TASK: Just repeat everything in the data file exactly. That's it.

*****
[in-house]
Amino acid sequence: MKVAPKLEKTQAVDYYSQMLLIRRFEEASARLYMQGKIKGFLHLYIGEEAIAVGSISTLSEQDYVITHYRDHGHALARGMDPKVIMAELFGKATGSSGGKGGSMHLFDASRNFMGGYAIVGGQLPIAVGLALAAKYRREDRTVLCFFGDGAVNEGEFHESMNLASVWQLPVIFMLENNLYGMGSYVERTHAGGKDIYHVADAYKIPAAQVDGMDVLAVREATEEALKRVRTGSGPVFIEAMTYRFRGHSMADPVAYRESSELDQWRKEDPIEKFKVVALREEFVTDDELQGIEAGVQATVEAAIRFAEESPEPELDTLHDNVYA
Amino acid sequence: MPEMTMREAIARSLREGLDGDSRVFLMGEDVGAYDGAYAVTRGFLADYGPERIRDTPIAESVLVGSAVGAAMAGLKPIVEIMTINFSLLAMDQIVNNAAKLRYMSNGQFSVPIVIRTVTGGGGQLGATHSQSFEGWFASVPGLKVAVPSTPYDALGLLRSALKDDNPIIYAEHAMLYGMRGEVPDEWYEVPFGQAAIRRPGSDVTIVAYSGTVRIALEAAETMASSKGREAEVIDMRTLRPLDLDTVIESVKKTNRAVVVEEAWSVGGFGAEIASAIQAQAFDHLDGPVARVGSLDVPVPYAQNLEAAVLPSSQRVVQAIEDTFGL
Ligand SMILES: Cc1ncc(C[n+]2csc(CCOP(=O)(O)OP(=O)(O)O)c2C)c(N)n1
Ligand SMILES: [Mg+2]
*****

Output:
[in-house]
Amino acid sequence: MKVAPKLEKTQAVDYYSQMLLIRRFEEASARLYMQGKIKGFLHLYIGEEAIAVGSISTLSEQDYVITHYRDHGHALARGMDPKVIMAELFGKATGSSGGKGGSMHLFDASRNFMGGYAIVGGQLPIAVGLALAAKYRREDRTVLCFFGDGAVNEGEFHESMNLASVWQLPVIFMLENNLYGMGSYVERTHAGGKDIYHVADAYKIPAAQVDGMDVLAVREATEEALKRVRTGSGPVFIEAMTYRFRGHSMADPVAYRESSELDQWRKEDPIEKFKVVALREEFVTDDELQGIEAGVQATVEAAIRFAEESPEPELDTLHDNVYA
Amino acid sequence: MPEMTMREAIARSLREGLDGDSRVFLMGEDVGAYDGAYAVTRGFLADYGPERIRDTPIAESVLVGSAVGAAMAGLKPIVEIMTINFSLLAMDQIVNNAAKLRYMSNGQFSVPIVIRTVTGGGGQLGATHSQSFEGWFASVPGLKVAVPSTPYDALGLLRSALKDDNPIIYAEHAMLYGMRGEVPDEWYEVPFGQAAIRRPGSDVTIVAYSGTVRIALEAAETMASSKGREAEVIDMRTLRPLDLDTVIESVKKTNRAVVVEEAWSVGGFGAEIASAIQAQAFDHLDGPVARVGSLDVPVPYAQNLEAAVLPSSQRVVQAIEDTFGL
Ligand SMILES: Cc1ncc(C[n+]2csc(CCOP(=O)(O)OP(=O)(O)O)c2C)c(N)n1
Ligand SMILES: [Mg+2]